Wednesday, April 14, 2010

DIY Lace Blocking 101

Warning: This is an image-heavy post. You've been forewarned!

Why block? You want the lace garment you slaved to create shown off to best advantage, don't you? The process of creating lace - the increasing, decreasing, & general contortioning of yarn into frilly, holey, fluffy goodness - results in a less-than perfect fabric full of stresses and puckers and needs some, well, discipline. Blocking stretches out the fabric, allowing the laciness to flaunt itself, opening up bunched bits, flattening out unwanted pooches, and setting a pleasing shape and drape. Wet-blocking in particular does this with authority. And you'll need to do it after every wash of your lace garment, to prod it back into shape. And here's how I did it without breaking the bank.

I needed to block my first lace project, In a Theater Darkly, a stole I knit in Noro Kureyon Sock yarn earlier this year. As a gadget freak, my first inclination was to splurge on fancy shmancy blocking wires (I favor these from HandWorks Northwest) and a set of foam blocking mats. But as a poor person, the $45 + $80 (respectively) + shipping that these tools would have set me back nixed that idea. I thought about purchasing the budget versions available from KnitPicks (blocking wires and mats for $20 each, plus shipping), but although $50 is better than $140, I thought I could do better than that.

So I headed to my friendly, local thrift store, the Companion Animal Foundation, and there, for a measly $5, I found a set of kids' interlocking alphabet play mats!

There are 36 12.5"x12.5"x0.25" mats in my set, giving me a whopping 432 sq. ft. of blocking potential! Although the tiles are a bit thin at 1/4", with that many it isn't a problem to stack them to get a thicker surface to pin to. The letters & numbers may fall out inconveniently at times, but the price was right. I may duct tape them together on one side to combat that tendency, but they work fine as is, too, once you get them laid out.

Now that I have a water-friendly surface on which to lay out my lace once it's ready, I can get down to business. I started by soaking my lace scarf in warm water with a tiny bit of Unicorn Fibre Wash (water slippery? you've added too much, so dilute it) for 15 minutes in prep for a wet-blocking. The soak/wash process softens the wool & takes out any dirt inherent in the yarn or soiling that occurred during knitting. (We may love us some Noro, but we know that it often has a bit of 'the farm' left in it.) But don't forget: agitation + heat = felted lace stole, so don't handle your wet fabric more than you must.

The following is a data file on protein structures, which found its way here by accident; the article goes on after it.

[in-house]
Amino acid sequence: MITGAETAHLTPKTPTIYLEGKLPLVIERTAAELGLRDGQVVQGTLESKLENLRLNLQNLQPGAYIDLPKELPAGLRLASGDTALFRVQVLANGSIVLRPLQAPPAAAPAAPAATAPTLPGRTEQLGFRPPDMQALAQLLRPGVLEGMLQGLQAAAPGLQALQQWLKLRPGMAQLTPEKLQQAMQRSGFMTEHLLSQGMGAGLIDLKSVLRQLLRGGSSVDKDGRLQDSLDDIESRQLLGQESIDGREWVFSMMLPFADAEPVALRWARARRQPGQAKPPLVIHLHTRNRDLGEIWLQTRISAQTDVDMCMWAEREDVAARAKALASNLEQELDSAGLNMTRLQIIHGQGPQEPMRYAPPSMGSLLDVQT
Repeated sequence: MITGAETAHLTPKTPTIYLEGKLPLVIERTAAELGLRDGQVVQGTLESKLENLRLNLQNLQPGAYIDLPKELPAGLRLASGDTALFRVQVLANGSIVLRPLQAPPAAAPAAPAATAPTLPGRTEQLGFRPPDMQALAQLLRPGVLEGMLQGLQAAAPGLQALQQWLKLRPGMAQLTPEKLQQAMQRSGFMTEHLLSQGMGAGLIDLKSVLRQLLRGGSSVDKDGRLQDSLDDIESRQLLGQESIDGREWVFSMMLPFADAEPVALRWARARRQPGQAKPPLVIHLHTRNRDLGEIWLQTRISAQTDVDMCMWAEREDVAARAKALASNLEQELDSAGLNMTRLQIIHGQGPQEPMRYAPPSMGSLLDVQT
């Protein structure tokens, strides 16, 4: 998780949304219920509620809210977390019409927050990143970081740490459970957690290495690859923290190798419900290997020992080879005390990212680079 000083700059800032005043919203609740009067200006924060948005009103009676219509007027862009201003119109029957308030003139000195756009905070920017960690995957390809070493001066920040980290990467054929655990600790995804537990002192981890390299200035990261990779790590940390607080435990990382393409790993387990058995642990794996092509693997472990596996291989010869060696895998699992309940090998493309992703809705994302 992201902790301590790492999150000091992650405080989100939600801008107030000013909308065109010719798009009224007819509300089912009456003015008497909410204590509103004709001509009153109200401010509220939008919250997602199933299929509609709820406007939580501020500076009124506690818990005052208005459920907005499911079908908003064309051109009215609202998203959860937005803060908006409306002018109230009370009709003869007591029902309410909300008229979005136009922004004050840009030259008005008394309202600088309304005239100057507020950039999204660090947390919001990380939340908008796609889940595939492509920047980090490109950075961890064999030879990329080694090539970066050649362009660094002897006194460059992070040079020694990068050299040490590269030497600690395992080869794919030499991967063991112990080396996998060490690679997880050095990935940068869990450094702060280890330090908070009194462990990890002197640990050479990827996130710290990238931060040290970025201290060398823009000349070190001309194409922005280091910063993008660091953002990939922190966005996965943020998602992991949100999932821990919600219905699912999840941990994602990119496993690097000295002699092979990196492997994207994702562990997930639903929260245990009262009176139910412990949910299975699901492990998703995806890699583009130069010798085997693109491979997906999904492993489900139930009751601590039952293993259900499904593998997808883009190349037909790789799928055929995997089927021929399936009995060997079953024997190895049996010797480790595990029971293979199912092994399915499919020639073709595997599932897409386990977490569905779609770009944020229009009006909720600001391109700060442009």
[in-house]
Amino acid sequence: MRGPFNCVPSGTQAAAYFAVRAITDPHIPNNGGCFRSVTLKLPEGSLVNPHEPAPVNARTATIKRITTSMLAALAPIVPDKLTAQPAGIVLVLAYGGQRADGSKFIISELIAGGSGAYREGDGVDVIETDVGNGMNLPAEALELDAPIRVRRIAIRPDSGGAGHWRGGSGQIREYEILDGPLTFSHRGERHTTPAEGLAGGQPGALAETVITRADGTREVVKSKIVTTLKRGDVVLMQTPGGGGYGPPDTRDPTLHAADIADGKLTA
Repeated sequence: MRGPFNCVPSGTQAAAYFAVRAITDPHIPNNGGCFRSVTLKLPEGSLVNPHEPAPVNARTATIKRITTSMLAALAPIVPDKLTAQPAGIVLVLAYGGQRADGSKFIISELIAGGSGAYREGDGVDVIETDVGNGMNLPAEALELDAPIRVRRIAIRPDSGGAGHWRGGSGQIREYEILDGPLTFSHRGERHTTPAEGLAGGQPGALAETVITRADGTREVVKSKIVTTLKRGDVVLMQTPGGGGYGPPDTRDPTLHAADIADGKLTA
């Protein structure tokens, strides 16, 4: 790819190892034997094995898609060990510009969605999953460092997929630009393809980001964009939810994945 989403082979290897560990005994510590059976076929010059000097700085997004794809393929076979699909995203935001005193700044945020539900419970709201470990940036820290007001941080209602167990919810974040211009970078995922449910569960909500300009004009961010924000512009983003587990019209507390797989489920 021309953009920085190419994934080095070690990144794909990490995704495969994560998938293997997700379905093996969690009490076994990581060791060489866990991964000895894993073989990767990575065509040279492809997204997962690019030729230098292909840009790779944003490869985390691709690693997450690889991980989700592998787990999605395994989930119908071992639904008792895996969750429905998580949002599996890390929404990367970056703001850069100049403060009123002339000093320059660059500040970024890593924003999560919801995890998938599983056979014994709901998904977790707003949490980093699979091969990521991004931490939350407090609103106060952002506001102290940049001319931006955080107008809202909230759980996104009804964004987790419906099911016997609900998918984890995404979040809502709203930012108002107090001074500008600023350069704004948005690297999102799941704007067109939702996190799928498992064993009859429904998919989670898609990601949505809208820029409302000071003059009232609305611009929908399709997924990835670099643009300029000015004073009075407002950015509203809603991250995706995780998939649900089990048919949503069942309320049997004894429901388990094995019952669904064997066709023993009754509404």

After soaking, I carefully gathered up the wet lace (in order to avoid damaging the wet - and therefore fragile - fabric) and spun out most of the water in my salad spinner; you could roll it in a towel instead if you don't already have a spinner dedicated to fiber play. You want your lace to be somewhere between dripping & damp; I trust your judgement.

Next, I lay out the wet lace on my blocking 'table'. In this case, it is comprised of a combination of my mesh fleece sorting rack & a couple of drying racks atop our backyard garden furniture. I didn't want to get lanolin on the back of my foam, so I placed a tarp between the sorting rack & the foam yoga mat that was lying around (I tried using that to block the whole thing, but it wasn't long enough, hence the need for blocking mats.) This set-up might not be particularly elegant, but it worked!

Now to ready the stole. Since I'm not using blocking wires to stretch out the lace, I will be substituting yarn for holding the stole taught. Use a length (a very l o n g length, longer than the length of the piece you are blocking) of smooth yarn, so it slips through easily; I had a cone of 12/2 rayon weaving yarn sitting on my desk & grabbed that, but crochet cotton or another slick yarn will work fine.